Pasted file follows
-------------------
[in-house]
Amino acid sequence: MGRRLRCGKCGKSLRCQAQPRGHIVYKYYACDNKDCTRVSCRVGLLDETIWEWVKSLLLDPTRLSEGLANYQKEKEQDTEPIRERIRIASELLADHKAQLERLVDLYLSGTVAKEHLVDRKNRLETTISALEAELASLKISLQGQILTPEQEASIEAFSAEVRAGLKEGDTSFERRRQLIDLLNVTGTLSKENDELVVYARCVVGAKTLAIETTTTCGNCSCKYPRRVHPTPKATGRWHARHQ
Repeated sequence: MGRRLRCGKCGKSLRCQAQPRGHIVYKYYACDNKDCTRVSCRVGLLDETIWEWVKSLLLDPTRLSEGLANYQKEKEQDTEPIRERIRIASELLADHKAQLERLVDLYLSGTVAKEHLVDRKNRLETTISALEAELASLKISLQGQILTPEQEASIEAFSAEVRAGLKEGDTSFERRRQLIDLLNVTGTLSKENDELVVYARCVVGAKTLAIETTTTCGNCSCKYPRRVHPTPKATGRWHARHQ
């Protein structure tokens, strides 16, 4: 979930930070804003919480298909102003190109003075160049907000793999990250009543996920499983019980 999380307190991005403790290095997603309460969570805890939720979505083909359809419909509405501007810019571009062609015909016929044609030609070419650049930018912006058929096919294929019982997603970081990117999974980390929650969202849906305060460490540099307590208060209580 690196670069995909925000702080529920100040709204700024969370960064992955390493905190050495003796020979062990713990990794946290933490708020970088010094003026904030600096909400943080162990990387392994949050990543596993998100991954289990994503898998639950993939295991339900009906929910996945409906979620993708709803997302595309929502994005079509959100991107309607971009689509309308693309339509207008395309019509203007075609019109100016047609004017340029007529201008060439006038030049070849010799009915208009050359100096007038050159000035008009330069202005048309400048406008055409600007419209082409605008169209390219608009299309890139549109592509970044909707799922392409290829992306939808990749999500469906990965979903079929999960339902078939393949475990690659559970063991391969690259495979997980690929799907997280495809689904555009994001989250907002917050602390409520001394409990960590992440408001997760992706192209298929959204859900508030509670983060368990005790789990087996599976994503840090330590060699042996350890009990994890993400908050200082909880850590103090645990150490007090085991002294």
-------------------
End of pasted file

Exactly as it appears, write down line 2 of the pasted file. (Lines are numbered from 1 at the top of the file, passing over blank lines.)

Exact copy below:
Amino acid sequence: MGRRLRCGKCGKSLRCQAQPRGHIVYKYYACDNKDCTRVSCRVGLLDETIWEWVKSLLLDPTRLSEGLANYQKEKEQDTEPIRERIRIASELLADHKAQLERLVDLYLSGTVAKEHLVDRKNRLETTISALEAELASLKISLQGQILTPEQEASIEAFSAEVRAGLKEGDTSFERRRQLIDLLNVTGTLSKENDELVVYARCVVGAKTLAIETTTTCGNCSCKYPRRVHPTPKATGRWHARHQ